Correspondence to Dr. Toffanello: firstname.lastname@example.org
Published online before print November 5, 2014, doi: http://dx.doi.org/10.1212/WNL.0000000000001080Neurology 10.1212/WNL.0000000000001080
Full Text (PDF)
Objective: To test the hypothesis that hypovitaminosis D is associated with a higher risk of cognitive decline over a 4.4-year follow-up in a large sample of older adults.
Methods: This research was part of the Progetto Veneto Anziani (Pro.V.A.), an Italian population-based cohort study of 1,927 elderly subjects. Serum 25-hydroxyvitamin D (25OHD) levels were measured at the baseline. Global cognitive function was measured with the Mini-Mental State Examination (MMSE); scores lower than 24 were indicative of cognitive dysfunction, and a decline of 3 or more points on the MMSE over the follow-up was considered as clinically significant. Analyses were adjusted for relevant confounders, including health and performance status.
Results: Participants with 25OHD deficiency (<50 nmol/L) or insufficiency (50–75 nmol/L) were more likely to have declining MMSE scores during the follow-up than those who were 25OHD sufficient (≥75 nmol/L). Among participants cognitively intact (baseline MMSE scores ≥24 and without diagnosis of dementia), the multivariate adjusted relative risk (95% confidence interval [CI]) of the onset of cognitive dysfunction was 1.36 (95% CI: 1.04–1.80; p = 0.02) for those with vitamin D deficiency and 1.29 (95% CI: 1.00–1.76; p = 0.05) for those with vitamin D insufficiency by comparison with individuals with normal 25OHD levels. Conclusion: The results of our study support an independent association between low 25OHD levels and cognitive decline in elderly individuals. In cognitively intact elderly subjects, 25OHD levels below 75 nmol/L are already predictive of global cognitive dysfunction at 4.4 years. Continue reading
Low Testosterone: No consistent evidence of an increased risk of heart problems with testosterone medicines
No consistent evidence of an increased risk of heart problems with testosterone medicines
The Coordination Group for Mutual Recognition and Decentralised Procedures – Human (CMDh), a regulatory body representing EU Member States, has agreed by consensus that there is no consistent evidence of an increased risk of heart problems with testosterone medicines in men who lack the hormone (a condition known as hypogonadism). However, the product information is to be updated in line with the most current available evidence on safety, and with warnings that the lack of testosterone should be confirmed by signs and symptoms and laboratory tests before treating men with these medicines.
The CMDh position follows a review by the EMA’s Pharmacovigilance Risk Assessment Committee (PRAC) which looked at the risk of serious problems affecting the heart and circulation, particularly heart attacks, in men treated with these medicines. The review was started because of some recent studies suggesting an increase in heart problems in men using testosterone, compared with men not using it. The PRAC considered these studies along with available data from other studies and analyses, and information on safety collected since marketing, and found that the evidence regarding the risk of heart problems was inconsistent: some studies suggested increased risk, while others did not, and some of the studies had problems with the design that limited the conclusions that could be drawn from them. The PRAC also noted that the lack of testosterone itself could increase the risk of heart problems.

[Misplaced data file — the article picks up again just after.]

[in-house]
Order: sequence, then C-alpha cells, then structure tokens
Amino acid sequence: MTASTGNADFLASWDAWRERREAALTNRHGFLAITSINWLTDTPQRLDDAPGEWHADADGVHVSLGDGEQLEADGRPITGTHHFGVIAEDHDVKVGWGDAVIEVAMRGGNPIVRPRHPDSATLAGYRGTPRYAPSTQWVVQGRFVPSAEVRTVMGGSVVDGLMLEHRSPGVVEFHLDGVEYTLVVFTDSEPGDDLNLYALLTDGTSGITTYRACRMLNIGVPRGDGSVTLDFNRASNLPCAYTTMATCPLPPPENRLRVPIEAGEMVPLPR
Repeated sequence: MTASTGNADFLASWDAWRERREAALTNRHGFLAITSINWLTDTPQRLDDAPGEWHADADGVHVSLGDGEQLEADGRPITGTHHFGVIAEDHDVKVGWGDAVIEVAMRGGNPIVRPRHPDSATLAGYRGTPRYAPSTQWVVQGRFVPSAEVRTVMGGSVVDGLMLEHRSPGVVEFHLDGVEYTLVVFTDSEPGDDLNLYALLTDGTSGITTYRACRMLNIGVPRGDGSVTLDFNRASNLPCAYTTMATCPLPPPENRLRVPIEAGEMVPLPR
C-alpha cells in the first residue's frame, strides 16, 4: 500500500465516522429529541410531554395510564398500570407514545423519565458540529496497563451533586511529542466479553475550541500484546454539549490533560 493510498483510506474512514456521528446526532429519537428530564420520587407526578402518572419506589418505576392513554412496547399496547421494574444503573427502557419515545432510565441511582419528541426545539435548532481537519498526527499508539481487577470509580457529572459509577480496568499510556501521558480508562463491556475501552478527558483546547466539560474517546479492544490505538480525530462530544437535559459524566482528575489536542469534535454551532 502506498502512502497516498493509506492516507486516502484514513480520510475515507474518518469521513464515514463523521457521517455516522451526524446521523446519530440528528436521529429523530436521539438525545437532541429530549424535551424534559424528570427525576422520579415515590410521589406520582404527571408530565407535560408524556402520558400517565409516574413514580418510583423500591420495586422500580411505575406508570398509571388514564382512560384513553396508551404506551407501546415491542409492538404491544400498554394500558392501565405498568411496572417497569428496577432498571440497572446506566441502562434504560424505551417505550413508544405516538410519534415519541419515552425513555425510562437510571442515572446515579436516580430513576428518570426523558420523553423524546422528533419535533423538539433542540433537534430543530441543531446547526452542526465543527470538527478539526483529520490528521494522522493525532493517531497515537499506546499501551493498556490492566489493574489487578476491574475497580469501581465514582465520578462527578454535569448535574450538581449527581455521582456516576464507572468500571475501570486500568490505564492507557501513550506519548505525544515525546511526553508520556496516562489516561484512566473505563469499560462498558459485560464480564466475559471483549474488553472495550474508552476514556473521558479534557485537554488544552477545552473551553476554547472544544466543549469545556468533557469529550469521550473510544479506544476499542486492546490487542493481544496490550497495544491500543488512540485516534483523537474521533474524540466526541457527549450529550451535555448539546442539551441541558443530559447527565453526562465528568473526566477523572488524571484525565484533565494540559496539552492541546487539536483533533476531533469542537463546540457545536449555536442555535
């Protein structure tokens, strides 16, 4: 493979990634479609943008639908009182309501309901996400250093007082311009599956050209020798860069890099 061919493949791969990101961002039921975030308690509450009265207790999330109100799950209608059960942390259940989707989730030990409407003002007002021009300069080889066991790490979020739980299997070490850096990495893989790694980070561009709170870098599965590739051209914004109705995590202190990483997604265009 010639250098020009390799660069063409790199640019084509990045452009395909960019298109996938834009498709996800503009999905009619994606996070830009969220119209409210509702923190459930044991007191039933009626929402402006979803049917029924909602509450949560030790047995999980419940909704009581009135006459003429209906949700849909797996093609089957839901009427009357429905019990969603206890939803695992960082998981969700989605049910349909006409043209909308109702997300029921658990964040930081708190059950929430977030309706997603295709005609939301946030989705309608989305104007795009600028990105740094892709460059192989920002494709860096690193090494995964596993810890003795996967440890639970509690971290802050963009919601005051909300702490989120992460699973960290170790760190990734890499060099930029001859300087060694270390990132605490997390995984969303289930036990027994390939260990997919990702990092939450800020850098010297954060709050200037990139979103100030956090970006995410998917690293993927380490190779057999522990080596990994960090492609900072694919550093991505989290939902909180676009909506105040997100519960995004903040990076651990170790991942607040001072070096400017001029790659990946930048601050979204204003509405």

The PRAC recommended updating the product information in line with the latest evidence and to provide warnings about those who might be at increased risk of heart problems. The product information should make it clear that testosterone should only be used when an abnormally low level of the hormone has been confirmed by signs and symptoms and appropriate laboratory tests. Testosterone levels naturally fall somewhat with age, but restoration of these levels in healthy older men is not an authorised use of the medicine in the EU. The PRAC further considered that the risks of effects on the heart and circulation, and any potential mechanisms for such effects should continue to be monitored, and information from ongoing studies should be provided as part of the next regular safety review (to which these medicines, like all medicines in the EU, are subject).
The CMDh has endorsed the PRAC recommendations by consensus and they will now be directly implemented according to an agreed timetable by the Member States where the medicines are authorised. Continue reading